Typically, most SXGD students will submit abstracts for nine courses worth 3.0-units each. If someone wants to receive credit from a 6.0-unit course, then the number of courses they need to submit abstracts for will differ.
Q: Do I have to take extra courses to receive this certificate?
A: Yes and no. It is a requirement to take GNDS 215. If you are a GNDS student, this course is already a plan requirement. Beyond this, students can double count their courses to count toward both their degree plan and the certificate.
Q: How long should abstracts be?
A: Abstracts should be at minimum 5-6 sentences. Please see the provided example abstracts below.
Example SXGD Certificate Abstracts
Course Number, Units, and Title: ARTH XXX (3.0) – Name of Course
Final Essay (40%)
This essay examines both how and why feminist artists have used their work to challenge biases and/or omissions in historical narratives, looking to artists and their work from the 1970s to the present. In examining the traditional art historical canon, artists recognize it as enacting systematic discrimination, contributing to the normalization of continued white, cis-, heteronormative standards of identity and visual representation. Through particular selection in monetary value, education, art collection and gallery organization these art historical narratives enact active exclusion, creating an omission and thereby erasure of diversity, specifically racialized and queer histories. I then look to specific queer and racialized artists - including the LTTR Collective, Elise Rasmussen/Ana Mendieta, Adrian Piper, Senga Nengudi, Yasumasa Morimura, and others - and their work as methods of resistance, challenging such narratives through visual representation, chosen medium, adaptations of traditional art, focus on cultural decolonization, methodologies of accessing knowledge, and historical revisionism. I show how artists have utilized their identity, bodies, and sexuality to contribute and celebrate intersectionality and multifaceted identities, while simultaneously challenging existing structures through highlighting representational exclusion, historical education, stereotyping, and political injustices.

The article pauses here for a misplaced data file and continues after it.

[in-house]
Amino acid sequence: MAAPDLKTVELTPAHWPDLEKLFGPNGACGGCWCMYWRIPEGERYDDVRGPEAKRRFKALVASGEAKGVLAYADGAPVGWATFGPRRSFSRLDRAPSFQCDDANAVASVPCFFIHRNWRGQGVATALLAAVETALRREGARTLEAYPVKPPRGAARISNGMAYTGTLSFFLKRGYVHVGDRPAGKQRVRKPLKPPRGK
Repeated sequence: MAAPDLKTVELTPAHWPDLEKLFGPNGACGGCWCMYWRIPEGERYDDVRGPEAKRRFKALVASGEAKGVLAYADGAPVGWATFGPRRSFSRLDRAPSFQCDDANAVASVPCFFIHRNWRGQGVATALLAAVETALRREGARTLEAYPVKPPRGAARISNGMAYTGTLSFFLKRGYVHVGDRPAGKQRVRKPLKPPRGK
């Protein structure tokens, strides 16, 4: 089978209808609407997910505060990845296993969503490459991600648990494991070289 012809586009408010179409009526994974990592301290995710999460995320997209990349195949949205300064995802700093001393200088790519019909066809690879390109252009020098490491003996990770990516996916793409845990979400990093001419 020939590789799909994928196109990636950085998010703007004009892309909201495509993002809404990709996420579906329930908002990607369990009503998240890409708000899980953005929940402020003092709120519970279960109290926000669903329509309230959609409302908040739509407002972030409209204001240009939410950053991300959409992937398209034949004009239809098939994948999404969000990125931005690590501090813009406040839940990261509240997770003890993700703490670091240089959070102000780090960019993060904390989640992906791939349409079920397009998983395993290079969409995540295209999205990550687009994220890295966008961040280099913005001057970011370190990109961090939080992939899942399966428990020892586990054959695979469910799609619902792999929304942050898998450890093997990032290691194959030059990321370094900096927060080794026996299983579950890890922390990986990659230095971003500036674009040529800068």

Course Number, Units, and Title: SOCY XXX (3.0) – Name of course
Research Assignment (25%)